One of the things our parents drummed into our ears as children from the time we learned to talk was to say thank you (and please). We grew up saying Thank You for as many things as I can remember. We said thank you as we were handed our groceries, or change in the store; thank you to someone who held the door for us, and thank you to the person who passed us the salt or bread at dinner. Thank you to the one who drove us home safely be it in a car or bus, to the one who paid for our meal, to the one who cooked, to the one who served, to the one who cleaned. Thank you for the food, for rain for sun, for the people in our lives, for parents, teachers, and for crisp clean sheets as we tucked ourselves into bed at night. We said thank you. It became a spontaneous response to situations or moments at hand for the smallest of things to the big things that in everyday life could be taken for granted.
Many years ago, I happened to be in Jordan as a guest in the home of an acquaintance. The home was in a settlement camp on the outskirts of Amman. There, the houses were made of mud brick. The interior walls and floors were covered with rattan. Some had decorative kilim rugs. Furniture was scant. Seating for family meals was usually on low stools or pillows on the floor surrounding a large tray of food from which all would eat. Mattresses laid side by side sufficed for sleeping accommodations for the many members who shared a household. Electricity was available through a maze of cable wires that drew their energy source from a few main electrical posts. Water, a necessary commodity, was fetched from communal faucets outside the homes where children and adults would gather to carry a supply in buckets. Above these faucets scattered around the “camp” were signs that read “USHKUR,” which meant “Give Thanks.” A child carrying two buckets of water explained to me with a huge smile on his face that because the novelty of having something wears off and eventually is taken for granted, the sign was to remind them to be thankful for what they had. Gratitude. Regardless of their material poverty, their gratitude stemmed from the riches of their hearts. It stemmed from seeing every opportunity offered as a gift and not as an entitlement.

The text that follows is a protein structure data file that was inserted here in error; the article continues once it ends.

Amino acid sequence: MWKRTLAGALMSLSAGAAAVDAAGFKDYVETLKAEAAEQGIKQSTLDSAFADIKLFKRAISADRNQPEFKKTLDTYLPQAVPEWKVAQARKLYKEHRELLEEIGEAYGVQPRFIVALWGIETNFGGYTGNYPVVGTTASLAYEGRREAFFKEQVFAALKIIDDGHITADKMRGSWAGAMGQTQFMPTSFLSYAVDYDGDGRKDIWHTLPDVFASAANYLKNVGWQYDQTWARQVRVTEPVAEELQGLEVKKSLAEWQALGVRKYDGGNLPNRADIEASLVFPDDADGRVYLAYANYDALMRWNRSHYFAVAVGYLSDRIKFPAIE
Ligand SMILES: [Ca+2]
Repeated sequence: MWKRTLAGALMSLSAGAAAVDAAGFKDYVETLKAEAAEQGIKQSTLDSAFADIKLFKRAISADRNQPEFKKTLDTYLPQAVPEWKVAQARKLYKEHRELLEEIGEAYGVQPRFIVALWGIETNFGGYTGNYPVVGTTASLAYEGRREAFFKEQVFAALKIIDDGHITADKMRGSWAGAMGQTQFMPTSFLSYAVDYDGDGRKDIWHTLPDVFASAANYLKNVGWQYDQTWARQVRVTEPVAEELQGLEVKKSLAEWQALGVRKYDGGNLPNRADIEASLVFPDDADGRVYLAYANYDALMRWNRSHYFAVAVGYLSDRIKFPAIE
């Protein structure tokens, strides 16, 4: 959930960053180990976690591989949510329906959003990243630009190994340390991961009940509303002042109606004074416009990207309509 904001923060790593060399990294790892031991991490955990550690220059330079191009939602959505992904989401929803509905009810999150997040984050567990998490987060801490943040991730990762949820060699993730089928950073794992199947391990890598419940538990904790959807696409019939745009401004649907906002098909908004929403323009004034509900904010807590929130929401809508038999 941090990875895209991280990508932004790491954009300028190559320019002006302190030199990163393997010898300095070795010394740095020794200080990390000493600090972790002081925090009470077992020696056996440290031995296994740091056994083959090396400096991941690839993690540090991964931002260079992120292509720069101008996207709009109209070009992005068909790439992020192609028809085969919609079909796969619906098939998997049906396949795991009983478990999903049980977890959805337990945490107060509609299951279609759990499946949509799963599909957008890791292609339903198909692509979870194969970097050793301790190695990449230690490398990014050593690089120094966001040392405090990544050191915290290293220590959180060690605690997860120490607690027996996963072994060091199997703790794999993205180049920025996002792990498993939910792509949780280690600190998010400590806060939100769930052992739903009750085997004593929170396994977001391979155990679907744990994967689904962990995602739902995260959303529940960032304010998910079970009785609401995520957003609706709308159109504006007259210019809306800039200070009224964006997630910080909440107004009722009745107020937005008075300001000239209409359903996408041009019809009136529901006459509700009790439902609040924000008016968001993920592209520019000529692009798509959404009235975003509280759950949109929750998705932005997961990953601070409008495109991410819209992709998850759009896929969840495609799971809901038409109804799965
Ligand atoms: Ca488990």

In the Arab world or Armenian culture, gratitude is a language unto itself. “May your hands never feel pain.” “May the next meal you cook be in celebration of your child’s happiness.” “You see me through kind eyes.” “May God extend your life.” “May your prayers be heard.” “May your hands that gave me this gift be blessed.” “May your table always be bountiful.” “May your pockets be blessed,” and so it flows, with an infinite string of prayerful appreciation for deeds done, meals eaten, gifts received, compliments paid and so on.
No matter how we say it, and in whatever language, Thank You goes beyond good manners. It serves as one of the more important ways in which we interact with others, both with those closest to us and those with whom we have contact for the briefest of times. US psychologist Sara Algoe of the University of N. Carolina, published a study in June 2012 based on the Find-Remind-and-Bind Theory of Gratitude. The research specifically looked at how expressions of gratitude among strangers shape social relations. According to this theory, gratitude ‘finds’ new friendships, ‘reminds’ people of existing relationships and ‘binds’ them further in the relationship. For example, the verbal expression of appreciation of kindness in a simple Thank You becomes the survival language in a foreign country that connects us to the social and cultural norms of an unknown people.
As we approach Thanksgiving, I “thank you” my readers. Each time I sit down to write my blog, I try to express ideas and feelings that make a difference in my life, and I hope in yours too. Like the child fetching water in Jordan, may you see all that you have received in and around your lives as gifts given you…nothing bought, nothing earned, nothing traded in, nothing owed, nothing entitled. Pure and simple gratitude for the value of what life and those around you offer. With an immense wealth of gratitude nestled in my heart, HAPPY THANKSGIVING!